Plato tries to explain the becoming of the cosmos by referring to the concepts of order and disorder. Scholars have usually focused on the relationship between the cosmos and the demiurge that Plato puts forward to explain the reasonable (i.e., well-ordered) development. Along these lines, scholarship has examined the providential role played by both the demiurge and the soul of the world. Yet, an interesting problem still remains open: what exactly is the function of disorder? What is the sense of the concept of a perfectly established order if we do not know the manner in which it is achieved, since we have no understanding of the conditions that make it possible? Pursuing this line of thought, one may point to a providential role of the disorder given the balance of forces that operates in Plato’s cosmic becoming.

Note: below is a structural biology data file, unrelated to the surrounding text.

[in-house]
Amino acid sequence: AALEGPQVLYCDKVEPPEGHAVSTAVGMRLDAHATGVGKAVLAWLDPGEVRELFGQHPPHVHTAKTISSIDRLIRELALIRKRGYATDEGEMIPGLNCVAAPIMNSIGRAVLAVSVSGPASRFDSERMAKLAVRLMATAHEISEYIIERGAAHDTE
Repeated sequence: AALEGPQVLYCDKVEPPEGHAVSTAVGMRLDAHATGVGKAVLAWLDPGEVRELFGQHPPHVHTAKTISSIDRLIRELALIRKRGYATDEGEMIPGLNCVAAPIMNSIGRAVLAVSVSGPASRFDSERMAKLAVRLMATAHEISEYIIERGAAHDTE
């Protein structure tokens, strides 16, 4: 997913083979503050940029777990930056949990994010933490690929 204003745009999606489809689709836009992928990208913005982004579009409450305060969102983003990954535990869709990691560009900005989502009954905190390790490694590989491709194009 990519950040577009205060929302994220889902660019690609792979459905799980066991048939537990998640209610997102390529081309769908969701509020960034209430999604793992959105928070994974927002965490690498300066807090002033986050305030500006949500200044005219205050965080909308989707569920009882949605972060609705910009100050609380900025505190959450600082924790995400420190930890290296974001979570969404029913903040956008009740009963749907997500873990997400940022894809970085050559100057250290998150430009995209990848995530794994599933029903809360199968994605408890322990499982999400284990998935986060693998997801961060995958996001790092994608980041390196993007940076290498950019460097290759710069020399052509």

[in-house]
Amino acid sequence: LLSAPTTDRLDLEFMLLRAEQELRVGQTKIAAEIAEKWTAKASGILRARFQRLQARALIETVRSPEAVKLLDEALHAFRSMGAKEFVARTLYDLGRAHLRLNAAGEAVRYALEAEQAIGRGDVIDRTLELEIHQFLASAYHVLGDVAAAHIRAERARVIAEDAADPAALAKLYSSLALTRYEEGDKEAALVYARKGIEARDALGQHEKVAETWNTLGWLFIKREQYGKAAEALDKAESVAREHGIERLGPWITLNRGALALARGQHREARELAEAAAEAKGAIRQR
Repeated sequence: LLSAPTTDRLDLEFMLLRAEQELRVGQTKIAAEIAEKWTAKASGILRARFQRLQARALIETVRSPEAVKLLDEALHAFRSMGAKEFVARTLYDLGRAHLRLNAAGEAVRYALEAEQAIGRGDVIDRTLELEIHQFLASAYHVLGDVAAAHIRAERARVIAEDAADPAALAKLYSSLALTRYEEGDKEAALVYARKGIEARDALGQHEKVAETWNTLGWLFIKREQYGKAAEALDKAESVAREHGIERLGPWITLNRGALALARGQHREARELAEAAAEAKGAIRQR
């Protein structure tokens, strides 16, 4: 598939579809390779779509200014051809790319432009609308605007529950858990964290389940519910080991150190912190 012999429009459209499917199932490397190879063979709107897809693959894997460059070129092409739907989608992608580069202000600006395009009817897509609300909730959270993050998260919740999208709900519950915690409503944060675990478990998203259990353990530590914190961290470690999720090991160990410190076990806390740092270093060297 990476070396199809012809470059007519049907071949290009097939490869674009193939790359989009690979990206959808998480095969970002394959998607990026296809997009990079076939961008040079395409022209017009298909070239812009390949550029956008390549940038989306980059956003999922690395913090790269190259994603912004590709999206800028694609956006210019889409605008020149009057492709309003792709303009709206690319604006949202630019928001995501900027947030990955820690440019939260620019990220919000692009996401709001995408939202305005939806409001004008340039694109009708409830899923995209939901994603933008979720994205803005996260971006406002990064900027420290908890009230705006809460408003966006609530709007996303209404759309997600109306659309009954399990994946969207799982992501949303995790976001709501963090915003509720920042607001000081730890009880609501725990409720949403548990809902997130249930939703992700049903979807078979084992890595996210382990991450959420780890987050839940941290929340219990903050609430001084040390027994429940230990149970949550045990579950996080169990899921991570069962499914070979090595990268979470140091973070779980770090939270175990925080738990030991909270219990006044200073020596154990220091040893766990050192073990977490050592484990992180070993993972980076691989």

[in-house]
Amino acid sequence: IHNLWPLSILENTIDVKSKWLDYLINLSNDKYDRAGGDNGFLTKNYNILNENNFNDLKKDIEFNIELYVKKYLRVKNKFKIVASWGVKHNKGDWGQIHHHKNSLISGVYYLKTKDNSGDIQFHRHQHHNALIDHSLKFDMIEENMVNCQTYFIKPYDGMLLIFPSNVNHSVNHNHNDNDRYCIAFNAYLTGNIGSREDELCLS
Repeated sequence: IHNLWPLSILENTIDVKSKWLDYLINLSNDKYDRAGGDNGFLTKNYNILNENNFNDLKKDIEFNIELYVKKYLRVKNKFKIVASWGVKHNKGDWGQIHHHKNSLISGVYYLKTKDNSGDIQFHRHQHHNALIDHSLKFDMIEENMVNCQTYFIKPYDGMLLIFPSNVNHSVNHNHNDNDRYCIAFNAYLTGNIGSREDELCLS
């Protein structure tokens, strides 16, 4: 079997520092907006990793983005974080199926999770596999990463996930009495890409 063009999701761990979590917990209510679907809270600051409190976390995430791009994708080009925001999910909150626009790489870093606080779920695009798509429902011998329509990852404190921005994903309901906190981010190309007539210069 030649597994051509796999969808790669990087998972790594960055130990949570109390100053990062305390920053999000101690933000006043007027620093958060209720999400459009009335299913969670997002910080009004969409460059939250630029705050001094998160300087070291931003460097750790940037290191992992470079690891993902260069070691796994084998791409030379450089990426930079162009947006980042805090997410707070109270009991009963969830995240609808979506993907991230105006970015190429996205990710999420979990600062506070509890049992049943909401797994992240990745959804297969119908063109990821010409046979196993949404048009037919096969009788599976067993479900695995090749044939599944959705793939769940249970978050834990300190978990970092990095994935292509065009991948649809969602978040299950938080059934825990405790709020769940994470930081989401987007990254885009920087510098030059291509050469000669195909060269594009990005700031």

|Data di pubblicazione:||2018|
|Titolo:||Providential desorder in Plato's Timaeus|
|Digital Object Identifier (DOI):||http://dx.doi.org/10.14746/pea.2018.1.3|
|Appare nelle tipologie:||2.1 Articolo su rivista |
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